Astronomers have found the first direct evidence supporting a five-decade-old idea that white dwarfs, the compact, burned-out remnants of stars like our Sun, solidify into solid spheres of oxygen and carbon crystals as their cores slowly cool in the absence of nuclear fusion. This crystallisation, similar to water changing into ice but at much higher temperatures – about 10 million degrees Celsius – slows down the evolution of white dwarfs, making them appear up to two billion years younger than they actually are.
“This is the first direct evidence that white dwarfs crystallise, or transition from liquid to solid,” said Pier-Emmanuel Tremblay of the University of Warwick. “It was predicted fifty years ago that we should observe a pile-up in the number of white dwarfs at certain luminosities and colours due to crystallisation and only now this has been observed.
“All white dwarfs will crystallise at some point in their evolution, although more massive white dwarfs go through the process sooner. This means that billions of white dwarfs in our galaxy have already completed the process and are essentially crystal spheres in the sky. The Sun itself will become a crystal white dwarf in about 10 billion years.”
White dwarf stars are among the oldest in the universe, the final evolutionary state of suns without enough mass to drive core collapse to neutron star densities. Instead, compact cores roughly the size of a terrestrial planet are left behind, slowly radiating away their stored heat over billions of years.
It is estimated that up to 97 percent of the 100 to 400 billion stars making up the Milky Way will eventually turn into white dwarfs while their much more massive cousins collapse to form neutron stars and, at the extreme end of the scale, black holes. The Sun is expected to become a white dwarf when its core runs out of nuclear fuel in about five billion years.
But it will take another five billion years or so to turn into a solid crystalline sphere, Tremblay says.
Using data from the European Space Agency’s Gaia spacecraft, Tremblay’s team selected 15,000 white dwarf within 300 light years of Earth and analysed their luminosities and colours. They found a “pile-up” of stars at specific luminosities and colours that did not correspond to a single mass or age.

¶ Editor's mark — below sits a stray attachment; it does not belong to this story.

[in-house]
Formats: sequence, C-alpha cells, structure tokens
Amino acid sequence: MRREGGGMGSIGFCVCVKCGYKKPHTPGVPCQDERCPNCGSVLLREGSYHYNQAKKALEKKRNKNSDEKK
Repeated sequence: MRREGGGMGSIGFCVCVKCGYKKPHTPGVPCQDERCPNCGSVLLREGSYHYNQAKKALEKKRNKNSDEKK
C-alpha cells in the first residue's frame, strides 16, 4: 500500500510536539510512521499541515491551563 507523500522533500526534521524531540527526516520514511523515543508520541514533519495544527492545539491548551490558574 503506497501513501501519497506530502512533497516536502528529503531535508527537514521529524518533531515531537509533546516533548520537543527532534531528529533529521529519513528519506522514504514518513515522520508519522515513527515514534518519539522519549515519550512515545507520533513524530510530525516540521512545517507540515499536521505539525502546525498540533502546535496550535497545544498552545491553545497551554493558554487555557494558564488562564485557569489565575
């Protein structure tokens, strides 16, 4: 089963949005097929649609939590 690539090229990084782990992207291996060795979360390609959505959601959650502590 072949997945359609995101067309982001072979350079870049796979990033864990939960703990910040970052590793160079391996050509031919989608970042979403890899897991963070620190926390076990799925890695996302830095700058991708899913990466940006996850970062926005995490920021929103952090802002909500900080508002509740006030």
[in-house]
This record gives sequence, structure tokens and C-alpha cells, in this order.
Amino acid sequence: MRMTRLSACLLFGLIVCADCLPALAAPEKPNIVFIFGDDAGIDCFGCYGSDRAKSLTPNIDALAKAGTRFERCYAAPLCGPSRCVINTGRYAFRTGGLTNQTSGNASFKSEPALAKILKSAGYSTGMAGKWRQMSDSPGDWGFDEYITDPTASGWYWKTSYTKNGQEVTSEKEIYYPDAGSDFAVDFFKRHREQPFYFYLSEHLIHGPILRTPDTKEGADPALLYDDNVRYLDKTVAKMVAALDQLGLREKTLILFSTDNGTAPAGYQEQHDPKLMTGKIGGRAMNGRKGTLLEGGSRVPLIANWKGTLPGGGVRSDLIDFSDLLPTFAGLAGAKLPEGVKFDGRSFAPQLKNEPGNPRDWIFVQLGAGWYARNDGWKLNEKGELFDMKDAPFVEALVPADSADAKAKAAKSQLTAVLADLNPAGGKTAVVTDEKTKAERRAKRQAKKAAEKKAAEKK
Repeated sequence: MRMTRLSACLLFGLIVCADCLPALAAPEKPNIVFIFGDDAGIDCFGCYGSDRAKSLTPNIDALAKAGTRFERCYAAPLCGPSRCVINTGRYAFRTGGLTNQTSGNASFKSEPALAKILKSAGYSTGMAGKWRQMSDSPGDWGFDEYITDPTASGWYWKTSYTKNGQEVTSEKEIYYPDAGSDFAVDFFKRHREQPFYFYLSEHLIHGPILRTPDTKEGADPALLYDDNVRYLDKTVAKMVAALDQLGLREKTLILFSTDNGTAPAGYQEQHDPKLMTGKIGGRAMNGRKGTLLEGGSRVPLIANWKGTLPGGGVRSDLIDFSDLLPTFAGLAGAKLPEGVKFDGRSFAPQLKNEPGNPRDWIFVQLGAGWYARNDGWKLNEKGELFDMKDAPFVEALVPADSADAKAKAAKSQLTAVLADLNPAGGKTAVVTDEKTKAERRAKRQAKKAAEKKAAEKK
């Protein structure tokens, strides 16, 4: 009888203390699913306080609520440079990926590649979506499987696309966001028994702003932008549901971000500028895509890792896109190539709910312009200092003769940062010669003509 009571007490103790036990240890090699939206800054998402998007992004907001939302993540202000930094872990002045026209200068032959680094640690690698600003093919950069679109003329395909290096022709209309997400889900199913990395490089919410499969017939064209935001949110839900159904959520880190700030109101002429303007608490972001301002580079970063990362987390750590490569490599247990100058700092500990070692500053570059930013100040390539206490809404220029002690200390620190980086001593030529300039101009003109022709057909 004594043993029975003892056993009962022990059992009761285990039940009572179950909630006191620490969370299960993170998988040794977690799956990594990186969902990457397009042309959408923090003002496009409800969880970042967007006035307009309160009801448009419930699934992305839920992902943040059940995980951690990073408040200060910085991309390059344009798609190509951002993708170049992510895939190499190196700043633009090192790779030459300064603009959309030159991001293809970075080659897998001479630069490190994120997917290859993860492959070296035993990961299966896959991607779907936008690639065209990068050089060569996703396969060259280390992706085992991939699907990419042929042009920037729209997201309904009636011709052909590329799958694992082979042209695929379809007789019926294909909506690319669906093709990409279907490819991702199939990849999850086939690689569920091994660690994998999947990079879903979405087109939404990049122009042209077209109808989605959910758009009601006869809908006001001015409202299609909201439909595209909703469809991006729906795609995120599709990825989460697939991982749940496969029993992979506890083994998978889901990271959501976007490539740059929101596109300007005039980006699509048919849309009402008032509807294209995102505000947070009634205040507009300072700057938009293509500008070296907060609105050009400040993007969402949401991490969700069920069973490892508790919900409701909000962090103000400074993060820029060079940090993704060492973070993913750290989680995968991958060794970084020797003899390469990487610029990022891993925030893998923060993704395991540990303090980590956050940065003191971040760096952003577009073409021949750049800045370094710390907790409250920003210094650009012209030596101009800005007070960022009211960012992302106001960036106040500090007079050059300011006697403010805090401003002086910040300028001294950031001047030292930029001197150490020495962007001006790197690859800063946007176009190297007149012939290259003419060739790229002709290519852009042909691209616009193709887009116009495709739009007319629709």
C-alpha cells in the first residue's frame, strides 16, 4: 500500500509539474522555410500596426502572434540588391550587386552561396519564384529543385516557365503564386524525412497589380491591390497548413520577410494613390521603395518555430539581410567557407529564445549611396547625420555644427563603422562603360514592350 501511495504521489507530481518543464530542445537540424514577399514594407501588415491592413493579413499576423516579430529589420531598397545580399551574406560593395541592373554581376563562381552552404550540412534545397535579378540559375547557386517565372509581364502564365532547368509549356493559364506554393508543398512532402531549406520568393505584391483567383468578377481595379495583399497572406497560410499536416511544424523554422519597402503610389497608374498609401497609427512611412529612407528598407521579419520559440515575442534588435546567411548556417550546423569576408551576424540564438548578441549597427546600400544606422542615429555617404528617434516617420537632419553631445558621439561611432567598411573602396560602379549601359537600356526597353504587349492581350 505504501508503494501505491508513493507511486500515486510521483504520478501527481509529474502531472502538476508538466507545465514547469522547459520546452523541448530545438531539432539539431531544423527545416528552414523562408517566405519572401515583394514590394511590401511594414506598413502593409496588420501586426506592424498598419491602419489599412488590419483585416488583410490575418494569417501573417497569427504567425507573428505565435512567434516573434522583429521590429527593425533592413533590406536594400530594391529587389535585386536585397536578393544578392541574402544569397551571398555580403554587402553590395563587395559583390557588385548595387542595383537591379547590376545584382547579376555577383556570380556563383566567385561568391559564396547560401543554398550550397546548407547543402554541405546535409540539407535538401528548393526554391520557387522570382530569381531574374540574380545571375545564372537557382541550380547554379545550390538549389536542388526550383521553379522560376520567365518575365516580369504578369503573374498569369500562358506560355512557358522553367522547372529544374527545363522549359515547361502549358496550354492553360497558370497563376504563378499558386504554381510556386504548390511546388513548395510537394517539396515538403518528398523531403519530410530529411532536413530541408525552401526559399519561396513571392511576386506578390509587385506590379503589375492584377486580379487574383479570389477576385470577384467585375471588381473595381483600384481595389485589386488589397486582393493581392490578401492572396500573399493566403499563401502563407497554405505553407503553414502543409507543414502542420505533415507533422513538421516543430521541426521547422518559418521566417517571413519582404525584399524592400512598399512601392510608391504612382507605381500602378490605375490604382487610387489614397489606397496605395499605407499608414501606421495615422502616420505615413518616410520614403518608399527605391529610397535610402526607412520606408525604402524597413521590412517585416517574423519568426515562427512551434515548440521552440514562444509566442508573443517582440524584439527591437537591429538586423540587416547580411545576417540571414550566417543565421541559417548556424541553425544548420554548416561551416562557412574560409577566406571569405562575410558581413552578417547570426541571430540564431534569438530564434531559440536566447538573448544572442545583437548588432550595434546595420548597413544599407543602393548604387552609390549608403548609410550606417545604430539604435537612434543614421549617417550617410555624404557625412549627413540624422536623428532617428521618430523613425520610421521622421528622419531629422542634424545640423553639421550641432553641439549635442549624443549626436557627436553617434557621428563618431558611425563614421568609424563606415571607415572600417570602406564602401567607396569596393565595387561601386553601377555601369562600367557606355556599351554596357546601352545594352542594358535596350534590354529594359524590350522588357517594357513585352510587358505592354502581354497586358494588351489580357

Comparing the data with evolutionary models, the researchers saw the pile-up strongly coincided with the period when such stars would be expected to release large amounts of latent heat, slowing down the cooling process.
In the collapsed core of a white dwarf, atoms are packed so tightly that electrons become “unbound,” forming a conductive gas in a fluid of positively charged nuclei. When temperatures in the core drop to around 10 million C, the fluid can begin to solidify.
“Not only do we have evidence of heat release upon solidification, but considerably more energy release is needed to explain the observations,” Tremblay said. “We believe this is due to the oxygen crystallising first and then sinking to the core, a process similar to sedimentation on a river bed on Earth. This will push the carbon upwards, and that separation will release gravitational energy.”
Tremblay said the team’s research would not have been possible without the ultra-precise data collected by Gaia.
“Thanks to the precise measurements that it is capable of, we have understood the interior of white dwarfs in a way that we never expected. Before Gaia we had 100-200 white dwarfs with precise distances and luminosities – and now we have 200,000. This experiment on ultra-dense matter is something that simply cannot be performed in any laboratory on Earth.”